This tale of a singer’s kidnapping in 1920s Harlem is “the best kind of historical mystery” (Lee Child).
Lanie Price, a Harlem society columnist, witnesses the brutal nightclub kidnapping of the “Black Orchid,” a sultry, seductive singer with a mysterious past. When hours pass without a word from the kidnapper, puzzlement grows as to his motive. After a gruesome package arrives at Price’s doorstep, the questions change. Just what does the kidnapper want—and how many people is he willing to kill to get it?
Evil hides behind the genteel facades of affluent Strivers’ Row, and stalks the ballroom of a famous drag party, in this “dark, sexy” mystery set during the Harlem Renaissance (Publishers Weekly).
“Lanie has the makings of a strong series heroine. Walter Mosley fans, in particular, should look for more from this promising crime writer.” —Booklist
“Black Orchid Blues works as a study of class and race, plus the debilitating effects of grief, the question of identity and the far-reaching impact of family secrets . . . Walker has a crystal clear eye for what motivates people as she explores disparity and desperation.” —South Florida Sun-Sentinel
“Put a Bessie Smith platter on the Victrola, and go with the flow on this mystery/romance/history mix.” —Library Journal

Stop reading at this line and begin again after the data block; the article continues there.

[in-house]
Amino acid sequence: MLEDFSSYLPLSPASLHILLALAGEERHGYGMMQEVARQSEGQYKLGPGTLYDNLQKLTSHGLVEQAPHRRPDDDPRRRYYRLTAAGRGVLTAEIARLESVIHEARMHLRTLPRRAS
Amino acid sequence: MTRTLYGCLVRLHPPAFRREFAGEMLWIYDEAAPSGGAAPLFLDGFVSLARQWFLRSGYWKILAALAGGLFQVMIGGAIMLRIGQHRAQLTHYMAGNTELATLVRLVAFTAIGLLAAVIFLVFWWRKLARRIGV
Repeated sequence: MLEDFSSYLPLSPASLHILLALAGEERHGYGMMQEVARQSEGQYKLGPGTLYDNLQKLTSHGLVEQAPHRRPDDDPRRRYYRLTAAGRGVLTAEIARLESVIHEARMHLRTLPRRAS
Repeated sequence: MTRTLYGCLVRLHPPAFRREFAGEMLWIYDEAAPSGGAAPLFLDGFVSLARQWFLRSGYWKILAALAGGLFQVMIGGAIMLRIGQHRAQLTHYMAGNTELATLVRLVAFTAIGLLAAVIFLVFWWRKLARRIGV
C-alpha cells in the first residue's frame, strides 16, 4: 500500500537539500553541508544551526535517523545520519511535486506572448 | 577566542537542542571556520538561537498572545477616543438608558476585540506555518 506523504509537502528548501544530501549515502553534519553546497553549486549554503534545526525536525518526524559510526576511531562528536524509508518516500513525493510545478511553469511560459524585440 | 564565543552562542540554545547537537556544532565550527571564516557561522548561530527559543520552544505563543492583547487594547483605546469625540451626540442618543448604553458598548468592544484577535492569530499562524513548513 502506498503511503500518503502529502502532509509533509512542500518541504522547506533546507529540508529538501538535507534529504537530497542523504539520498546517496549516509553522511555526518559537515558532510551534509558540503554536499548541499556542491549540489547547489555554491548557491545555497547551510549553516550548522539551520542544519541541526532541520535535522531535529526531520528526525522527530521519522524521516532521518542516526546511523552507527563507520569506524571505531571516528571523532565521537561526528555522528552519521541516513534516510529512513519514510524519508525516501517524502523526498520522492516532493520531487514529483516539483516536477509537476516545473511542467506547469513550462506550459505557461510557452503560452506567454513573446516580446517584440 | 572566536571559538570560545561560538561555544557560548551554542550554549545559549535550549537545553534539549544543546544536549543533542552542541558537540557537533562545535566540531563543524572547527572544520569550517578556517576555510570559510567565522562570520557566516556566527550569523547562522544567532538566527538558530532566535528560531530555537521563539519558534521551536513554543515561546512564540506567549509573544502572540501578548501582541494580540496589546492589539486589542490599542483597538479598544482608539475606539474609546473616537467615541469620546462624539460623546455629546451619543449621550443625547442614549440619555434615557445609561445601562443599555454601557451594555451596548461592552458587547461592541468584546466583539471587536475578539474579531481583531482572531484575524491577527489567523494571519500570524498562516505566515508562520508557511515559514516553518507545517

In Walker's exuberant third Harlem Renaissance mystery (after 2008's Darkness and the Devil Behind Me), new performing sensation Queenie Lovetree, a six-foot-three drag queen who bills himself as the "Black Orchid," approaches Lanie Price, the Harlem Chronicle's society columnist, at the Cinnamon Club. Queenie wants Lanie to profile him, but a man in a Stetson and trench coat, armed with a tommy gun, interrupts their conversation and forces Queenie to leave the club. Lanie's involvement in the search for Queenie brings her into conflict with her editor, Sam Delaney, and Det. John Blackie and into contact with such diverse denizens of 1920s Harlem as notorious loan shark Stax Murphy and transvestite Jack-a-Lee Talbot. This dark, sexy novel takes readers from the homes of Striver's Row professionals to the Faggots' Ball, Harlem's "largest drag ball of the year," as Lanie struggles to make sense of the kidnapper's increasingly bizarre behavior.